(Jehovah), and that is what the scribes were trying to write,
with spellings that included Ya-a, Yi-ja and Yu-i.
way Yuya was buried also points to his not having been Egyptian.
His ears were not pierced—unlike those of most royal mummies of
the 18th Dynasty, the time when Yuya saw service under both Tuthmosis
IV and his son, Amenhotep III—and the position of his hands, facing
his neck under the chin, is different from the usual Osiris form
in which the dead man's hands are crossed over his chest.
Elliot Smith, the British anatomist who examined Yuya's mummy
in 1905, raised the question of his non-Egyptian appearance. Smith
wrote in his report; "His (Yuya's) face is relatively short and
elliptical, . . . His nose is prominent, aquiline and high-bridged;
. . . The lips appear to be somewhat full. The jaw is moderately
square . . . When we come to enquire into the racial character
of the body of Yuya, there is very little we can definitely seize
on as a clear indication of his origin and affinities . . . The
form of the face (and especially the nose) is such as we find
more commonly in Europe than in Egypt."
king also gave Joseph an Egyptian wife and an Egyptian name, the
first element of which is "sef." Manetho, an Egyptian historian
who wrote the history of his country to Ptolemy I during the 3rd
century BC, mentions that Amenhotep III had a minister called
Sef. It seems that the name "Jo-sef" or "Yo-sef" in Hebrew and
"Yu-sef" in Arabic, was composed of two elements: one Hebrew,
"Yu," which is short for Yahweh, and the other Egyptian, "sef."
in the Tomb
the biblical account of Joseph the Patriarch, on his appointment
as minister, he received three objects from Pharaoh as insignia
of office, a ring, a gold chain, and a chariot. These three objects
were also found in Yuya's tomb.
the royal ring was not found in Yuya's tomb, written evidence
was found to show that Yuya was bearer of the king's ring. This
is clear from Yuya's titles, "bearer of the seal of the king of
Lower Egypt" as well as "bearer of the ring of the king of Lower
Egypt." A significant find in the tomb also was a gold chain that
had fallen inside Yuya's coffin, and come to rest beneath his
head when the tomb robbers cut the thread that held it in place.
A small chariot was also discovered in the tomb.
Age of Wisdom
Of Joseph's death and burial the Book of Genesis says that he
died at the age of a hundred and ten: "They embalmed him and put
him in a coffin in Egypt." Since as long ago as 1865, when the
British scholar Charles W. Goodwin suggested the age the biblical
narrator assigned to Joseph at the time of his death was a reflection
of the Egyptian tradition, this idea has become increasingly accepted
Grafton Elliott Smith, the anatomist who examined Yuya's mummy
after its discovery, said in his medical report that Yuya was
not less than sixty at the time of his death. Smith was unable
by facial appearance alone to judge the exact age, but Henri Naville,
who translated Yuya's copy of The Book of the Dead, wrote in his
subsequent commentary on it that ". . . the artist wished to indicate
that Iouiya (Yuya) was a very old man when he died: therefore
he made him quite a white wig . . ."
apparent discrepancies about age are easily resolved. As the average
age to which people lived at the time was about thirty-five, ancient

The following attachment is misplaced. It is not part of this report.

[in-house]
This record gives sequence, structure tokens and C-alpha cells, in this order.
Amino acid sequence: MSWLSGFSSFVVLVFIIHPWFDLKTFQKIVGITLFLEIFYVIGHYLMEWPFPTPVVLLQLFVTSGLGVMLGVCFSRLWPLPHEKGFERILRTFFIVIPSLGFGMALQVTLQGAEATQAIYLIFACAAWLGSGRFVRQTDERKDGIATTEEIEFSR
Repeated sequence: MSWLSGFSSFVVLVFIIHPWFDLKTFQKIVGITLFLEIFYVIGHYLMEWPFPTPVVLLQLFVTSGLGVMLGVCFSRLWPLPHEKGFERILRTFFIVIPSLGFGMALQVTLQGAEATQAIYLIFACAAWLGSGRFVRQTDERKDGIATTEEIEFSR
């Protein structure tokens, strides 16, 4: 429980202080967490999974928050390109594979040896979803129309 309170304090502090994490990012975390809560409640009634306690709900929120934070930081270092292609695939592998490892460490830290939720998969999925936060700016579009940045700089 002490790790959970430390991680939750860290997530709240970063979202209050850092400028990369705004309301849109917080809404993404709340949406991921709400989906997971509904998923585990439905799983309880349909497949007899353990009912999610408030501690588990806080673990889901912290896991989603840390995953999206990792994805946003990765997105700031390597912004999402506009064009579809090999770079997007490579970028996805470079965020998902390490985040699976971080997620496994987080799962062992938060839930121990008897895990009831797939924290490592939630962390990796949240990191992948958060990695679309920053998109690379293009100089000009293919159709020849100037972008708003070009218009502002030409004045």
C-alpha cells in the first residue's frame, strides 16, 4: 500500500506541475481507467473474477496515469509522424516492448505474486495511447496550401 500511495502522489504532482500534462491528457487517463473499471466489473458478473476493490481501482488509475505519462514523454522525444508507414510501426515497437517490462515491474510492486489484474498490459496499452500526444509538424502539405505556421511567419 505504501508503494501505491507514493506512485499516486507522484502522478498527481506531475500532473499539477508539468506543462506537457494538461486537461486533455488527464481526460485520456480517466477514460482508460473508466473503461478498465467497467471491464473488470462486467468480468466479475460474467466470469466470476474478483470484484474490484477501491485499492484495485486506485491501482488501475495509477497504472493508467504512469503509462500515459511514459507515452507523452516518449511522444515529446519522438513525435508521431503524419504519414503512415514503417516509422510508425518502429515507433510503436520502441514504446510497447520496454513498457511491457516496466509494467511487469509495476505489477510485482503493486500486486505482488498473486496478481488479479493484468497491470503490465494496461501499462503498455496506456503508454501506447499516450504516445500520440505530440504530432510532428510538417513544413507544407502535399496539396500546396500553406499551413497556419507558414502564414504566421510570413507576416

Egyptians considered old age to be a sign of wisdom, and those
who attained long life were looked upon as holy figures. Both
Joseph and Yuya were considered wise by Pharaoh.
Joseph he said: "There is nobody as discreet and wise as you."
Yuya is described on his funerary papyrus as "the only wise who
loves his god." The age Egyptians ascribed to those who lived
to be wise was one hundred and ten, irrespective of how old they
actually were. Amenhotep son of Habu, an Egyptian magician in
Yuya's time, was said to have lived one hundred and ten years
although the last information we have about him puts his age at
City with Many Gates
is not solely a comparison of the Old Testament account of the
life of Joseph the Patriarch and Egyptian historical records that
point to Joseph and Yuya having been one and the same person.
According to the Koran, the sacred Muslim book, before their second
visit to Egypt, Joseph's half-brothers were given some advice
by Jacob, their father:
my sons! enter not
All by one gate: enter ye
By different gates. . ."
advice indicates that the city they visited on their trade missions,
which had many gates, was either Memphis, the seat of the royal
residence south of the Giza Pyramids, or Thebes, on the east bank
of the Nile.
same story is found in Jewish traditions: "His brothers, fearing
the evil eye, entered the city at ten different gates" (Midrash
Bereshith Rabbah 89). As Jacob is said to have voiced his concern
before his sons set off on their second mission it is reasonable
to assume that he heard about the nature of Thebes on their return
from their first visit. Thebes was known throughout the ancient
world as "the city with many gates," and the Greek poet Homer
mentioned it around the 8th century BC as "the hundred-gated city."
These were not references to gates through a profusion of walls,
but to entrances belonging to its many temples and palaces.
Time of Yuya and Joseph
the name of Pharaoh who appointed Joseph as his minister is not
given in the holy books, scholars looked for some other details
in the story of Joseph, to help them in fixing his time. They
noticed that the "chariots," were mentioned three times in the
Book of Genesis: